Some Internet pundits argue that the DVD of TV shows should be allowed to have the music that were in the original broadcast, rightholders and existing contracts be damned. That’s just a bunch of unfounded entitlement. Just because you want something does not give you the right to it. Chosing to control the rights you own, setting your own high price for the right to use your music, that’s not a crime.
It is, however, often a shame. I just Netflixed disc 5 of season 3 of 21 Jump Street, the cops-going-undercover-as-teens series. No, I’m not zooming though this series. It had some good stuff, it had some other stuff, but having seen most of it when it first aired I don’t really need to review. I just wanted to watch the best episode, the high point, the one I recommended to others to try to see if they might like the show. “High High” is one which fans might refer to as Jump Street meets Fame, as the gang (still including Johnny Depp at this point) go undercover at a performing arts high school. It all builds with good rhythms to this slow-mo basketball scene set to the Rolling Stones’ “Monkey Man”, really the central moment not of plot, but of theme.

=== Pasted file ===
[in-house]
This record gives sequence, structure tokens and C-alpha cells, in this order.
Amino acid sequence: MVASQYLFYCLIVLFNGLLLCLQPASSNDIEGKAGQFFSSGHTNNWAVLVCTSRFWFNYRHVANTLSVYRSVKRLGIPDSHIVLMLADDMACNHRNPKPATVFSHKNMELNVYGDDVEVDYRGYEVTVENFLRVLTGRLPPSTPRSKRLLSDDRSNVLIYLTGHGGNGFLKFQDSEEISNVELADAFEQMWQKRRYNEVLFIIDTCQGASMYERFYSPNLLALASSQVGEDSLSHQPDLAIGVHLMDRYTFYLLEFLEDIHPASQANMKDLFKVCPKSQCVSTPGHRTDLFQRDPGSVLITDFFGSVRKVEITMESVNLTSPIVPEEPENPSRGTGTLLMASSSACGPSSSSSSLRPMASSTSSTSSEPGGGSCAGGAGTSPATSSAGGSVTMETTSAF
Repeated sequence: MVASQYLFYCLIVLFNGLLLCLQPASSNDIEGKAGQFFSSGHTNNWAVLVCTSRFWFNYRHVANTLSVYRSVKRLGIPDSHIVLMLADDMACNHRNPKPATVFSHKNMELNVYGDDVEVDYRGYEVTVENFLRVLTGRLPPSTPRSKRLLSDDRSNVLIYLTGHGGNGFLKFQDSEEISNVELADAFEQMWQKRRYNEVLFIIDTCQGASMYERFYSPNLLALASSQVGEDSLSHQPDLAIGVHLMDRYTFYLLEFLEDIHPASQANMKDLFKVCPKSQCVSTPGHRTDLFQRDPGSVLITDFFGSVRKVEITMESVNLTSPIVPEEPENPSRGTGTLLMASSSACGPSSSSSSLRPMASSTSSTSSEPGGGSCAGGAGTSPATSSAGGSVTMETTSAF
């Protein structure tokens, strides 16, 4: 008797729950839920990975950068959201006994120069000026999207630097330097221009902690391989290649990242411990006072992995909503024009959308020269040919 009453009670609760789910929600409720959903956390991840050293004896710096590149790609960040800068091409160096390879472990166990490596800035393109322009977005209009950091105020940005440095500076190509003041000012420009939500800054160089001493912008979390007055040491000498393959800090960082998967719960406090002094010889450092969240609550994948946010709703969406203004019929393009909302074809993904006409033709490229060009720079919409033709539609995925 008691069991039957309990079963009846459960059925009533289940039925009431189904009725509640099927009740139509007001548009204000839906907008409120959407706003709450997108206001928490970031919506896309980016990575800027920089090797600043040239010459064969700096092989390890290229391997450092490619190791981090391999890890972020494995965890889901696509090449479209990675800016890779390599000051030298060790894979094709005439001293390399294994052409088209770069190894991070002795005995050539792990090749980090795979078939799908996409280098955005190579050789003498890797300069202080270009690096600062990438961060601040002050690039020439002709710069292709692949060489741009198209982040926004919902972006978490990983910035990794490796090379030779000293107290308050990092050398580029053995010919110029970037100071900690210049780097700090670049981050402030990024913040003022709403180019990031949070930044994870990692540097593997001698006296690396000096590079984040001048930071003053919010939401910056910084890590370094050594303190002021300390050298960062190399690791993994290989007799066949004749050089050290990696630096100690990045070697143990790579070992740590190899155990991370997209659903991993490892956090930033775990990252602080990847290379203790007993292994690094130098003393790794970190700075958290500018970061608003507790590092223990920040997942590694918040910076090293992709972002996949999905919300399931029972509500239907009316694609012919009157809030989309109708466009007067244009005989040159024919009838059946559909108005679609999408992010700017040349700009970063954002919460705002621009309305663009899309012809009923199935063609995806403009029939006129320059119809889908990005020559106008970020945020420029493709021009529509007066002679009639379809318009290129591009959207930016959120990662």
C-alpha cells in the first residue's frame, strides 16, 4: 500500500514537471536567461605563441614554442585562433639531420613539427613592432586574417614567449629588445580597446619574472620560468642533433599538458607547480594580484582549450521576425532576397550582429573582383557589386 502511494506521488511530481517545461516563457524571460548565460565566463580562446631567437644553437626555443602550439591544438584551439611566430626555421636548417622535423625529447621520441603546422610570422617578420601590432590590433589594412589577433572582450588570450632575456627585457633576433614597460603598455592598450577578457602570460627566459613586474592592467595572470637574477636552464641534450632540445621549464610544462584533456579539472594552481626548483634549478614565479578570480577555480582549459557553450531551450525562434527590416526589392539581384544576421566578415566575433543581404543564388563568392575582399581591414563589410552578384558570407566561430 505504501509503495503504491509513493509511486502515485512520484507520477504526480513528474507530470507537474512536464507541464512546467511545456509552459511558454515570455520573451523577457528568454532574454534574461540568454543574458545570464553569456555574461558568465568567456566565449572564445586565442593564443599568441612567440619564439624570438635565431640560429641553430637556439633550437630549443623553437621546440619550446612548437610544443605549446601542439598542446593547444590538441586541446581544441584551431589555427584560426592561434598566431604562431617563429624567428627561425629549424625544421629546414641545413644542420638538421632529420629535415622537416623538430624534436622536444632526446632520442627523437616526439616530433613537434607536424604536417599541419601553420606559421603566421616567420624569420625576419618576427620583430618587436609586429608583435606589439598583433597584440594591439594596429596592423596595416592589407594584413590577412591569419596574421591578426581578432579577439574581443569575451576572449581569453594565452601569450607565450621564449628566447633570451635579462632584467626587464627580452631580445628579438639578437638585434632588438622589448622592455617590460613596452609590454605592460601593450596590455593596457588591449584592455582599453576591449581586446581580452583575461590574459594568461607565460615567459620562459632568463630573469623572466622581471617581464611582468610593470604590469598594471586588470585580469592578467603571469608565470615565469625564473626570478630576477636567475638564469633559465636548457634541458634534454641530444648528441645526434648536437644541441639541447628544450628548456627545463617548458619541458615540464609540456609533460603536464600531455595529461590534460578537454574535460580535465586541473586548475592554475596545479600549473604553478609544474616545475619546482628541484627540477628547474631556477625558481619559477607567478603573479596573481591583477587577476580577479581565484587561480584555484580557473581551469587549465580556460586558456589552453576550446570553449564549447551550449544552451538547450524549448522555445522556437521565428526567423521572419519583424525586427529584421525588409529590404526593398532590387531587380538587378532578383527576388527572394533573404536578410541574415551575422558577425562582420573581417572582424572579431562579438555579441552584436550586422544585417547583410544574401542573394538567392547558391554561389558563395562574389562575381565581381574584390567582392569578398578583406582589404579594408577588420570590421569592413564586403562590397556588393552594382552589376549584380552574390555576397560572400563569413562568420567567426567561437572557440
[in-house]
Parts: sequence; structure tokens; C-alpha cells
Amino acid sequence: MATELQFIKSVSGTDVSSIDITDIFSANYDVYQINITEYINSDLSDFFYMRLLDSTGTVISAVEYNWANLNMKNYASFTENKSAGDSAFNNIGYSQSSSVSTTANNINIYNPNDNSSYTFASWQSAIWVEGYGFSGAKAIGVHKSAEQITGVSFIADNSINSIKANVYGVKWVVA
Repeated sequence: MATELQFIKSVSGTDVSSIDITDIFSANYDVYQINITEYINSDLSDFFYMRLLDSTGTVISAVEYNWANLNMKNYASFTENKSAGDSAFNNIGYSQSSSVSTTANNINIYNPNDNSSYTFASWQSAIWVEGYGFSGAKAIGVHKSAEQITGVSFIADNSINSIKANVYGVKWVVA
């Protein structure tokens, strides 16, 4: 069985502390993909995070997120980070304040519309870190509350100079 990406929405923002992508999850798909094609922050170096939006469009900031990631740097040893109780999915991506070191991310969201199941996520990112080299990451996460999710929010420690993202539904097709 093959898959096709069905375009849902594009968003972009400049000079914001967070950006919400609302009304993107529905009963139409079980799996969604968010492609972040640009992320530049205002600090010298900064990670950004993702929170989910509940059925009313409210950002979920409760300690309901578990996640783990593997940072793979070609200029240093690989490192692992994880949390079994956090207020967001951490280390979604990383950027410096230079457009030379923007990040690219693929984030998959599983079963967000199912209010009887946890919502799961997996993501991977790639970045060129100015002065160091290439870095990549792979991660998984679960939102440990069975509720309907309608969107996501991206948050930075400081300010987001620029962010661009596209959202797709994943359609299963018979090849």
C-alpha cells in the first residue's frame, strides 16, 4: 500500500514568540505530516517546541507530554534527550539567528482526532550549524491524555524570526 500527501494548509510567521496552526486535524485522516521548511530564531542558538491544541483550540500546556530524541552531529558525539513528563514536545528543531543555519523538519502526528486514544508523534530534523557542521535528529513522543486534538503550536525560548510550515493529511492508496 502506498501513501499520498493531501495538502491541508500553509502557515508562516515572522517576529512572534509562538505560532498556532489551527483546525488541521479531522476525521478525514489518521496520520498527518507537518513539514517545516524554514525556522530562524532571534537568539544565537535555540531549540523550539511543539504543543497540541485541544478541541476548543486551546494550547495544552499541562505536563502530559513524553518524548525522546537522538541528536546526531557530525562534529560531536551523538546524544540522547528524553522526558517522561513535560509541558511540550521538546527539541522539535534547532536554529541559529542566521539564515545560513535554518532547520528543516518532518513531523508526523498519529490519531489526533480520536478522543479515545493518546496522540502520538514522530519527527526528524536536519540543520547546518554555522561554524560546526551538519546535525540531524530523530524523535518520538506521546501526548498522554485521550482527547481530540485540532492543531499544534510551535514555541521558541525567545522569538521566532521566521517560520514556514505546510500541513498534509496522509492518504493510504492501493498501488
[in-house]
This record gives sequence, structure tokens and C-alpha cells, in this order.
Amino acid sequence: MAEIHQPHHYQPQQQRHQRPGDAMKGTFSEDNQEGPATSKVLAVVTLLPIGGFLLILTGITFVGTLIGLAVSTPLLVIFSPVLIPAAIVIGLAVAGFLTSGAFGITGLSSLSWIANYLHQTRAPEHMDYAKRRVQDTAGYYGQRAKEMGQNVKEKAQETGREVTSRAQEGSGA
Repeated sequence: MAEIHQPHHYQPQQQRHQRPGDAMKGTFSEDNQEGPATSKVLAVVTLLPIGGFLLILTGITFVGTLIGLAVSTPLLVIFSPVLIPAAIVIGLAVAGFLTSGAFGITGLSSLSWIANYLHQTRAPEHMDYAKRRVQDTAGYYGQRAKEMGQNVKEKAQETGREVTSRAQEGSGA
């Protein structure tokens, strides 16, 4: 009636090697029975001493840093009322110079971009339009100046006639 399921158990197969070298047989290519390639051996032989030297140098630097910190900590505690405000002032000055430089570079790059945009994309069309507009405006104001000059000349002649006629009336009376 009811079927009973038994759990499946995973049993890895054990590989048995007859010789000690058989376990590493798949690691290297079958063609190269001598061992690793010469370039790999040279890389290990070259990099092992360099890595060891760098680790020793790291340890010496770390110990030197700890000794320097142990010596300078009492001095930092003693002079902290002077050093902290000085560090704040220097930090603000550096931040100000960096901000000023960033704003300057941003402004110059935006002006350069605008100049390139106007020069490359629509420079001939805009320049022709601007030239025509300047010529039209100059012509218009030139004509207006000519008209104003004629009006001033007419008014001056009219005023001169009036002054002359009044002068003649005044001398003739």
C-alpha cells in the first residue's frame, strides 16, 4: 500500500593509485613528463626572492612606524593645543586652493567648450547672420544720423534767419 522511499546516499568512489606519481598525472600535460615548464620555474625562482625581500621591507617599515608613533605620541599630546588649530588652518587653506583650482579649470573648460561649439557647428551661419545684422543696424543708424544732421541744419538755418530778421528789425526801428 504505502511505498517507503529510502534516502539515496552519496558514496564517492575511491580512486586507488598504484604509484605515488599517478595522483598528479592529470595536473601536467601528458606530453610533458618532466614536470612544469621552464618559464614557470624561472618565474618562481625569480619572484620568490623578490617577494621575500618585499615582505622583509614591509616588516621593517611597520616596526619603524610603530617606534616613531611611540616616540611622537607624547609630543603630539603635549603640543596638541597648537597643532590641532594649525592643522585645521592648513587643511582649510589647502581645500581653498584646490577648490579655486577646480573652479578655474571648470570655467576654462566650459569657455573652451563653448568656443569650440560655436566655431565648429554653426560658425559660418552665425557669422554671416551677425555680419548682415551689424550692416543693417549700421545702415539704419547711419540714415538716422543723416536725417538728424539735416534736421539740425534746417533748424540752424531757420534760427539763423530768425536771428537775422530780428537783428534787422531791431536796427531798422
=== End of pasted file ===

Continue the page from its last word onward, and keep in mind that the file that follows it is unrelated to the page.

Except on the DVD. Stripped of the right music, of the music that it was edited around, of music with an impact, the scene seems pointless and limp, basketball played to a generic tune. No emotion there.
I don’t hope that changing the law is the answer, but it would be nice if the industry developed some standard, accepted guidelines for payment, one that makes using the appropriate music profitable for all involved.
(I do wonder if the broadcast version of this episode as played in syndicated reruns still has the music in place. I’m also wondering whether online streaming of shows is covered as a “broadcast” in the old contracts, in contrast to downloadable versions that would clearly be the sale of a recording and thus not covered under the original recording deal.)